Home security isn’t just home security anymore. These days cameras, door and window alarms are just pieces of the web–enabled “smart home.” And, the home is getting smarter, as service providers begin to merge home security systems with home automation. The added value of these additional features is now drawing more potential customers to the security systems market. Consider Icontrol’s recent introduction of its new water sensor – the first of a line of Z-Wave-driven accessories for its Piper Wi-Fi-enabled all-in-one home awareness and automation device.

Home automation accessories

Consider Icontrol’s recent introduction of its new water sensor – the first in a line of Z-Wave-driven accessories for its Piper Wi-Fi-enabled all-in-one home awareness and automation device. The water sensor can detect the presence of as little as 0.03 of an inch of water (less than 1 millimeter), and be set to trigger security rules and send alerts to the homeowner’s mobile device. Piper already provides panoramic video and security features for the traditional security tasks of protecting against home break-ins.

Piper is a single, self-contained unit that includes a 180-degree camera that can zoom or pan around the room controlled by a smartphone. Its sensors can detect motion, sound, temperature and humidity. It also has a speaker and microphone, and siren. Users can set up rules for what the device should do when it detects sound or motion, or certain changes in temperature – and now moisture.

Rise of ‘smart home’ systems

As with other products, these devices are going far beyond what was once considered “home security” and in the process offering new opportunities for the security industry.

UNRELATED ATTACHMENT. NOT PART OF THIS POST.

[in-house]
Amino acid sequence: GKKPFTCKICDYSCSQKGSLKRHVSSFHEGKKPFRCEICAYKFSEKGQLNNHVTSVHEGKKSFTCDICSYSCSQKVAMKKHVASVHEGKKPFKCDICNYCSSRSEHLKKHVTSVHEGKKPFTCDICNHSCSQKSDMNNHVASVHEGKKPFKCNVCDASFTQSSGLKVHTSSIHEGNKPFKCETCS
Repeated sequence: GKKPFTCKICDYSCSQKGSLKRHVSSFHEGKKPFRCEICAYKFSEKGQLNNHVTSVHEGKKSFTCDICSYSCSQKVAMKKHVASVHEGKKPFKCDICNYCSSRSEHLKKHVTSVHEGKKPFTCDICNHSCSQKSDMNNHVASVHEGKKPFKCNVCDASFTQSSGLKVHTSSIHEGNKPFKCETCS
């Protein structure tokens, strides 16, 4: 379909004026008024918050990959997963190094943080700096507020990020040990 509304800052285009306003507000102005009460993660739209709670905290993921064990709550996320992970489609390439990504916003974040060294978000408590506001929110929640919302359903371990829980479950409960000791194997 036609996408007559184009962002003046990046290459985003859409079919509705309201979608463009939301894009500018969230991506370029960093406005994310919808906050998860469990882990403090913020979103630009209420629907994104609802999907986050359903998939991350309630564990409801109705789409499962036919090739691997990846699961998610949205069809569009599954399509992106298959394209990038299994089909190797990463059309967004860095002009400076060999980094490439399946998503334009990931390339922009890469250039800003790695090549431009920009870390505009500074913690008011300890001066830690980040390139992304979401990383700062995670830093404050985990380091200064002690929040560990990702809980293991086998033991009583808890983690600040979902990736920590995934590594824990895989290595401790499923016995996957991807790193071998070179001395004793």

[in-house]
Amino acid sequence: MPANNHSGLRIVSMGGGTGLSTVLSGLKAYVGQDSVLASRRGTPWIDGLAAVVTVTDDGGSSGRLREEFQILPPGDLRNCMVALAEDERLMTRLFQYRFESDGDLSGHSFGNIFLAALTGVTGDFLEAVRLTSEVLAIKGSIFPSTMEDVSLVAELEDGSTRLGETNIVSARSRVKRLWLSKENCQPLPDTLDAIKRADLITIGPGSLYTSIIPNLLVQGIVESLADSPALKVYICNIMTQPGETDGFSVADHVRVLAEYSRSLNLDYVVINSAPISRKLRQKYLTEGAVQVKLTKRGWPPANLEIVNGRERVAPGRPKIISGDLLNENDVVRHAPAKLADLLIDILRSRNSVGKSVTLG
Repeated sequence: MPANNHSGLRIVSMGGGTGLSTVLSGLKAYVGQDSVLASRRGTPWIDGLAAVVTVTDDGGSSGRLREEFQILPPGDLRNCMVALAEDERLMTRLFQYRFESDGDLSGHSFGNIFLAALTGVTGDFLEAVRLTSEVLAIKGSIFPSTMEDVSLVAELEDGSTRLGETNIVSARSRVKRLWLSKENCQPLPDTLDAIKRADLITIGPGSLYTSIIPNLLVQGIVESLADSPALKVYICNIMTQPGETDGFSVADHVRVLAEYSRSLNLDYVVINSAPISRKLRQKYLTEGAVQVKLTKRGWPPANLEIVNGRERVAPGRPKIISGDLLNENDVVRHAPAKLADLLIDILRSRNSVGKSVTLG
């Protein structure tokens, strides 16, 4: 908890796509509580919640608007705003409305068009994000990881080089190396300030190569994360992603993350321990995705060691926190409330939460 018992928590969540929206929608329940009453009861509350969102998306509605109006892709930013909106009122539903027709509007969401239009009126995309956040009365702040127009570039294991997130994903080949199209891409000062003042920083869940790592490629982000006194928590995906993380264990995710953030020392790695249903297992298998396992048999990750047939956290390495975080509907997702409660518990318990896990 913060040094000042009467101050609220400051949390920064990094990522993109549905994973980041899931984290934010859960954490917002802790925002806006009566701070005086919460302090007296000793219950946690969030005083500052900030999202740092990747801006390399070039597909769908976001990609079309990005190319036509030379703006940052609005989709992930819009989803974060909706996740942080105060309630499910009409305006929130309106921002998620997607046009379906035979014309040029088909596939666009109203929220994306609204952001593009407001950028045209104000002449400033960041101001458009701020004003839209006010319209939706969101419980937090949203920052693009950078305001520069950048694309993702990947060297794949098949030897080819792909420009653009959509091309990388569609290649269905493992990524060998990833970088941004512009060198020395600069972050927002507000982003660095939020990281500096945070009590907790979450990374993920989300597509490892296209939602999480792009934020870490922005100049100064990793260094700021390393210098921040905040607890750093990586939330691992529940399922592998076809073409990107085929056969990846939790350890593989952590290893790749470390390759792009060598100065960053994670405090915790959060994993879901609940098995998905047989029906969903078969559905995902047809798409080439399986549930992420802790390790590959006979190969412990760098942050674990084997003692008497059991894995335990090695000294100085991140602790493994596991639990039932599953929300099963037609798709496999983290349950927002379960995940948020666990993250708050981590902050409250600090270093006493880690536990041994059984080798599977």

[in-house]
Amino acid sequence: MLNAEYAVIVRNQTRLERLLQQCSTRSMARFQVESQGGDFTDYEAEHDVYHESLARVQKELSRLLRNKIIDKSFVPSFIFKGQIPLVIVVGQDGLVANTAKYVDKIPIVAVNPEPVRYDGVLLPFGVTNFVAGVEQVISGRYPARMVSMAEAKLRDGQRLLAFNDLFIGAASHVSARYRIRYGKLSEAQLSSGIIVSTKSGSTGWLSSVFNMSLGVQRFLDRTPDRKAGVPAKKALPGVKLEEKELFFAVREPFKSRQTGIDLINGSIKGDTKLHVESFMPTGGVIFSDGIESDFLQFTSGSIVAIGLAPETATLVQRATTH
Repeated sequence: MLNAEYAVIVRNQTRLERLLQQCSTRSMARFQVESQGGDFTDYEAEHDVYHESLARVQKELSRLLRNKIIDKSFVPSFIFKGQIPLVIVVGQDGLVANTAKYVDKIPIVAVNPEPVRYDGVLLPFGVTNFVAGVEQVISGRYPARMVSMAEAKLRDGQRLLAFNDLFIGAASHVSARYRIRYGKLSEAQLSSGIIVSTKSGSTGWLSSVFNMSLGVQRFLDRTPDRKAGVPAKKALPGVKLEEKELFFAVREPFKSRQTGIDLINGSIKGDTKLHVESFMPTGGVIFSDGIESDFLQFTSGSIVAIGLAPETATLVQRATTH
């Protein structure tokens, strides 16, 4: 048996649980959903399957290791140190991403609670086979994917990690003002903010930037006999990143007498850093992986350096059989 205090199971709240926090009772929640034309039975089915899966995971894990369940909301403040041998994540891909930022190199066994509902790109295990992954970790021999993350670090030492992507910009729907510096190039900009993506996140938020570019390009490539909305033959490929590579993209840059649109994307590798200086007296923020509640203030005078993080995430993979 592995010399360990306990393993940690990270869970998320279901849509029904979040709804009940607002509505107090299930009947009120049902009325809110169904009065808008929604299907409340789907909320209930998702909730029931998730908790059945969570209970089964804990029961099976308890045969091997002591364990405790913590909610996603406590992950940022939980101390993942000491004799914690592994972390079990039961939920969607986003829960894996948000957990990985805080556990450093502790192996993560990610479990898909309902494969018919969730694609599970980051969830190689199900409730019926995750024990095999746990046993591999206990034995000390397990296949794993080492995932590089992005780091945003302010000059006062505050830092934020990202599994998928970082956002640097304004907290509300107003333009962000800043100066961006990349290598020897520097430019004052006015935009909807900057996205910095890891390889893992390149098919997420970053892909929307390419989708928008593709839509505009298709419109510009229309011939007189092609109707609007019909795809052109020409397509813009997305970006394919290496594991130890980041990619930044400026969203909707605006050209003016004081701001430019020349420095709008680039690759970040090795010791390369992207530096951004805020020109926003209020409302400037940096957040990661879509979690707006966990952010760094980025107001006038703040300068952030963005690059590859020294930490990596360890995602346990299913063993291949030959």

“It’s become ‘I’ve got this alarm system, and it’s doing much more for me,’” says Raoul Wijgergang, vice president of the Z-Wave Business Unit at Sigma Designs and a member of the Z-Wave Alliance, a global consortium of over 325 member companies supporting the Z-Wave wireless IoT (Internet of Things) standard. “That has greatly reduced the churn for these service providers and it also has allowed them to create additional revenue from the 20 percent of the base of the U.S. households that have [security systems], but also has the potential to expand beyond people that normally would not have bought alarm systems.”

The move to providing smart home systems has changed the paradigm for all service providers. The fact is, consumers viewed arming and disarming a security system as an essentially bothersome task. “Security systems don’t really spread that much other than in neighborhoods where there are burglaries taking place,” Wijgergang explains. The added value of being able to manage and control thermostats, lights and door locks from a smartphone app changed their perspective from doing something that was good for them (home security) to something that was even fun.

Move away from traditional home security services

They are now selling a smart home system with a security feature whereas in the early days they were selling security system with a smart home feature

“Yes, security is still a big factor, but it’s not the one and only factor anymore,” says Wijgergang. “They are now selling a smart home system with a security feature whereas in the early days they were selling security system with a smart home feature.”

More than 90 percent of security panels include Z-Wave while nearly all smart home hubs being sold in the retail sector include it, according to Wijgergang.

Piper’s devices are part of a growing number of products using the Z-Wave short-range wireless protocol. This technology has proven ideal for these kinds of home-area networks. Z-Wave was developed by Zensys (later acquired by Sigma Designs) as a proprietary wireless standard. It’s estimated that more than 500 consumer home control products are available from retailers including Amazon.com and Home Depot. Home improvement chain Lowes recently launched its own Z-Wave enabled smart home system – Iris.

With the introduction of this and other planned accessories, users can easily update their homes to become a truly connected home through Piper. It’s one of a number of DIY home security systems that has moved away from traditional subscription-based services. Instead of a call center monitoring the system, the device alerts homeowners via their smartphones – and they can decide whether to call the police.

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Randy Southerland Special Assignment Contributor, SecurityInformed.com

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